Monday, August 11, 2003


Veritas Pastoral Intern Struck By Lightning
August 10, 2003

by Glenn Johnson

(Dissociated Press) I have been known to bemoan the lack of significant weather events around here this season. Ne'er more my friend.

I finally got to report a 60 mph wind gust on July 4th. Even before then, there was flooding in Oxford. A few weeks ago, some more storms dismantled a barn roof next to where my wife was teaching summer school and left debris strewn for hundreds of yards into the school parking lot. Though I do not revel in the misfortune of others, as a weather junkie, I can finally heave a sigh of "at last."

But I could have never dreamed of what happened here at 6251 Hester Road on Saturday, August 9th.

At around noon, a slow-moving thunderstorm formed rapidly over Oxford. This storm would start popping lightning and dropping heavy rain and basically park right over us. The lightning was so intense and close that we didn't often hear the rumble of thunder but only concussive explosions. At a time when this writer was rather indisposed in the lavatory, the power had even gone out three times in rapid succession because of these bolts. If I had only known that my intern was a weak conductor for the massive power surge during the second outage....

At one point, Jason had stepped into his room on the second floor to peer out his window at the storm (which is warned against during a thunderstorm but I admit to doing it as well). In mere thousandths of a second before he could become consciously aware of what had just happened, his senses would finally register: 1) the bright flash; 2) the current running up his right leg; 3) the uncanny realization that he had been struck.

Mr. Birchfield was blessed to have not been the conductor for the main lightning channel. That was why he was able to continue unlabored in his breathing, consciousness and general well being. He did, however, complete a "circuit," albeit a rather weak one.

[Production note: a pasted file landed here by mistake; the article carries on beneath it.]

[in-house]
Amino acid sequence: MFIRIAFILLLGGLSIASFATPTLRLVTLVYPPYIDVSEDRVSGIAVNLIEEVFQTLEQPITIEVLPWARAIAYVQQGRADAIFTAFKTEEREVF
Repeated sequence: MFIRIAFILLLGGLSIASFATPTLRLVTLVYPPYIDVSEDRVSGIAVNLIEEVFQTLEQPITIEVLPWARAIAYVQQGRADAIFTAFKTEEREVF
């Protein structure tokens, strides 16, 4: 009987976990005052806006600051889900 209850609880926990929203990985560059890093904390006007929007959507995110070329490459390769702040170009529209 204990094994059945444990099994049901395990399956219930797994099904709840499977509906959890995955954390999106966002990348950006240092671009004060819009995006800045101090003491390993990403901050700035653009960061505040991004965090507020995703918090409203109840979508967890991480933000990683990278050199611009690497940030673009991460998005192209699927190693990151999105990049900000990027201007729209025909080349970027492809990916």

When Jason stepped up to the window, his flip-flopped right foot rested upon the metal grate on the air register. Unbeknownst to him and few thousand feet above him, vigorous winds and updrafts in the thunderstorm were stripping the water droplets of their proper valence, shearing the electrons from the atoms and falling to the bottom of the cloud in an electron avalanche, where the heavier negatively charged electrons gather and punch downward below the cloud. This channel, called a "stepped leader" is the beginning of the strike and is made possible by the leftover positively charged protons. It pushes downward at a rate of about 10,000 meters/second. As it gets closer to the ground, it attracts contact streamers which are basically positively charged streams flowing upward to meet the stepped leader. They basically flow up any object in the area where this is occurring. This woman and her friends was severely injured when lightning struck a few seconds after the photo. This is what it looks like for a human being to be in the process of becoming a contact streamer (the hair stands out on end as a result of the protons flowing out the strands). Had Jason been in the main channel area, he would have experienced the same sensation.

There was no telling how many contact streamers there were in the area for this lightning bolt. It was a blessing that the channel that made the connection was not the streamer that made it's way from the ground into our heat pump and through the duct work that Jason happpened to be standing on at that moment. The bolt was close enough however to fill the Birchfield streamer channel with a mild electric current and give his right leg a start while busting out our power and my weather station. Undoubtedly, the major current that did make it into the house was routed by the wiring.

Well, that's the science of it. And the theological significance? After this summer, I'd say his stint as a human lightning rod is apropos.

Here are some fun lightning facts since we're talking about it:

Average number of thunderstorms occurring worldwide at any given moment - 2000

Average number of lightning strikes worldwide every second - 100

Average number of lightning strikes worldwide per day - 8.6 Million

Average number of lightning strikes in the USA per year - 20 Million

VOLTS in a lightning flash - between 100 Million and 1 Billion

AMPS in a lighting flash - between 10,000 and 200,000

The average lightning flash would light a 100 watt light bulb for 3 months.